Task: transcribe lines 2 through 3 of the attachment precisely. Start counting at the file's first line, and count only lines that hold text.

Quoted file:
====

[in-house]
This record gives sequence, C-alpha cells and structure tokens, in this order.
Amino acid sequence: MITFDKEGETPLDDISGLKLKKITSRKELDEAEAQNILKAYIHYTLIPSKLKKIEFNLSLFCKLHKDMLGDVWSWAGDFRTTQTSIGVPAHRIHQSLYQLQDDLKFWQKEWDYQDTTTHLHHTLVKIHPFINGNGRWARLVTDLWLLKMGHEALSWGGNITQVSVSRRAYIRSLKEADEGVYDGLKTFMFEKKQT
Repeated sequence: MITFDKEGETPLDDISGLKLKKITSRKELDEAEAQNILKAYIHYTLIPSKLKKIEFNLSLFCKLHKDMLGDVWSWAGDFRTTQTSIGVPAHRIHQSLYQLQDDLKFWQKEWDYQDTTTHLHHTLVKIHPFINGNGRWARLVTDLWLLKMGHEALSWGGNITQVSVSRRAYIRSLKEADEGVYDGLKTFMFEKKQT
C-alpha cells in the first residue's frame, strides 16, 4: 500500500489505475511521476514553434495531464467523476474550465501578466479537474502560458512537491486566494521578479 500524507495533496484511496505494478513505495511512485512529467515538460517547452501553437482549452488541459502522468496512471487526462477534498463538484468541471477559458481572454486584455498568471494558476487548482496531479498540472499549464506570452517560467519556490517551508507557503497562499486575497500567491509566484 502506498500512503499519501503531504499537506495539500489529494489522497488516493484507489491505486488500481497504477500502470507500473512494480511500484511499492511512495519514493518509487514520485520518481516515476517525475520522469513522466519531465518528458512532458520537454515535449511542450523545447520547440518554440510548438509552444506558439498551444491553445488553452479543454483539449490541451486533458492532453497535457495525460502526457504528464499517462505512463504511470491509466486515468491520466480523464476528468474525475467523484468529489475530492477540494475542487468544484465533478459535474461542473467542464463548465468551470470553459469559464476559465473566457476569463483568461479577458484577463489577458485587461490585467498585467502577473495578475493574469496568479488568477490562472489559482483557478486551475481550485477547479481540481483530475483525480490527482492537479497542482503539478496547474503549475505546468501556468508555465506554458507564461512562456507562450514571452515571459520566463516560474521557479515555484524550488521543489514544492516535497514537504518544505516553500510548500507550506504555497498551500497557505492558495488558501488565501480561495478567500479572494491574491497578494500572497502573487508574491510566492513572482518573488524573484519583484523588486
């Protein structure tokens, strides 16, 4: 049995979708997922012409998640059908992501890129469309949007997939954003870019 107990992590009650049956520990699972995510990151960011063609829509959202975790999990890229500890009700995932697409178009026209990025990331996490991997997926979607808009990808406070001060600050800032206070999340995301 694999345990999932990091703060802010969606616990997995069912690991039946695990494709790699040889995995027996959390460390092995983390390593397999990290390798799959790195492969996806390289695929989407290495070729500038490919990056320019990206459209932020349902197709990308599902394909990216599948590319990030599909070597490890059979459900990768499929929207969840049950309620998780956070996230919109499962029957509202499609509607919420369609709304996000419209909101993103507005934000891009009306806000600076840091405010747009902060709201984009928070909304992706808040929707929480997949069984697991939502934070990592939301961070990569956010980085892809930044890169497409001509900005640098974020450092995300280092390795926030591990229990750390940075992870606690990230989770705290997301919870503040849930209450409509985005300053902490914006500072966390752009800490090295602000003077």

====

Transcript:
This record gives sequence, C-alpha cells and structure tokens, in this order.
Amino acid sequence: MITFDKEGETPLDDISGLKLKKITSRKELDEAEAQNILKAYIHYTLIPSKLKKIEFNLSLFCKLHKDMLGDVWSWAGDFRTTQTSIGVPAHRIHQSLYQLQDDLKFWQKEWDYQDTTTHLHHTLVKIHPFINGNGRWARLVTDLWLLKMGHEALSWGGNITQVSVSRRAYIRSLKEADEGVYDGLKTFMFEKKQT